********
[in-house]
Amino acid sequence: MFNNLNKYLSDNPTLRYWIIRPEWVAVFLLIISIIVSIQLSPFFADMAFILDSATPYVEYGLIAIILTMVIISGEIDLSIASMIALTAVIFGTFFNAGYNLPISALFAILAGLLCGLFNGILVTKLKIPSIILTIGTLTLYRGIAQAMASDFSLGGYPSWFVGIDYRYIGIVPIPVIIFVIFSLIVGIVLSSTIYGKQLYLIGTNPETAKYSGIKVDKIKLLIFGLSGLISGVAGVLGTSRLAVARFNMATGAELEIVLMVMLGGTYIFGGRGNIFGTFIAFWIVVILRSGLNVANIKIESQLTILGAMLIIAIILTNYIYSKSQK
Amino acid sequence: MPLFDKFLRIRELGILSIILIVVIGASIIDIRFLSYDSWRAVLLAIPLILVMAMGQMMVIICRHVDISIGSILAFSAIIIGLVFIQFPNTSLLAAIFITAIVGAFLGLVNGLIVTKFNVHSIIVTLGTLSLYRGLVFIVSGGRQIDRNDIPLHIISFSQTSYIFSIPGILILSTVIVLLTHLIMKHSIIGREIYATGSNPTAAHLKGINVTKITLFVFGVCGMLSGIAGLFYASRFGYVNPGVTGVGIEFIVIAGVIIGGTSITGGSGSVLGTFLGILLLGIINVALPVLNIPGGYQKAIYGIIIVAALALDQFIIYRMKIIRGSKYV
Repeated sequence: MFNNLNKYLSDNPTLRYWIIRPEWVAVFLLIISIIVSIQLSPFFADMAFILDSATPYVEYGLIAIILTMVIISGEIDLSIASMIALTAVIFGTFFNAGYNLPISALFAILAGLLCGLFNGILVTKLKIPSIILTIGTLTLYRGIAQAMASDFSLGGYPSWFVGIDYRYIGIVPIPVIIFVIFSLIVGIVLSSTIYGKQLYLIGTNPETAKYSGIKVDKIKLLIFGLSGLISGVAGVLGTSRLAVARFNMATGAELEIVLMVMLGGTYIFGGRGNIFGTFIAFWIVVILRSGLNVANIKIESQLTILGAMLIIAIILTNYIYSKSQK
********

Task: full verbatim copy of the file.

[in-house]
Amino acid sequence: MFNNLNKYLSDNPTLRYWIIRPEWVAVFLLIISIIVSIQLSPFFADMAFILDSATPYVEYGLIAIILTMVIISGEIDLSIASMIALTAVIFGTFFNAGYNLPISALFAILAGLLCGLFNGILVTKLKIPSIILTIGTLTLYRGIAQAMASDFSLGGYPSWFVGIDYRYIGIVPIPVIIFVIFSLIVGIVLSSTIYGKQLYLIGTNPETAKYSGIKVDKIKLLIFGLSGLISGVAGVLGTSRLAVARFNMATGAELEIVLMVMLGGTYIFGGRGNIFGTFIAFWIVVILRSGLNVANIKIESQLTILGAMLIIAIILTNYIYSKSQK
Amino acid sequence: MPLFDKFLRIRELGILSIILIVVIGASIIDIRFLSYDSWRAVLLAIPLILVMAMGQMMVIICRHVDISIGSILAFSAIIIGLVFIQFPNTSLLAAIFITAIVGAFLGLVNGLIVTKFNVHSIIVTLGTLSLYRGLVFIVSGGRQIDRNDIPLHIISFSQTSYIFSIPGILILSTVIVLLTHLIMKHSIIGREIYATGSNPTAAHLKGINVTKITLFVFGVCGMLSGIAGLFYASRFGYVNPGVTGVGIEFIVIAGVIIGGTSITGGSGSVLGTFLGILLLGIINVALPVLNIPGGYQKAIYGIIIVAALALDQFIIYRMKIIRGSKYV
Repeated sequence: MFNNLNKYLSDNPTLRYWIIRPEWVAVFLLIISIIVSIQLSPFFADMAFILDSATPYVEYGLIAIILTMVIISGEIDLSIASMIALTAVIFGTFFNAGYNLPISALFAILAGLLCGLFNGILVTKLKIPSIILTIGTLTLYRGIAQAMASDFSLGGYPSWFVGIDYRYIGIVPIPVIIFVIFSLIVGIVLSSTIYGKQLYLIGTNPETAKYSGIKVDKIKLLIFGLSGLISGVAGVLGTSRLAVARFNMATGAELEIVLMVMLGGTYIFGGRGNIFGTFIAFWIVVILRSGLNVANIKIESQLTILGAMLIIAIILTNYIYSKSQK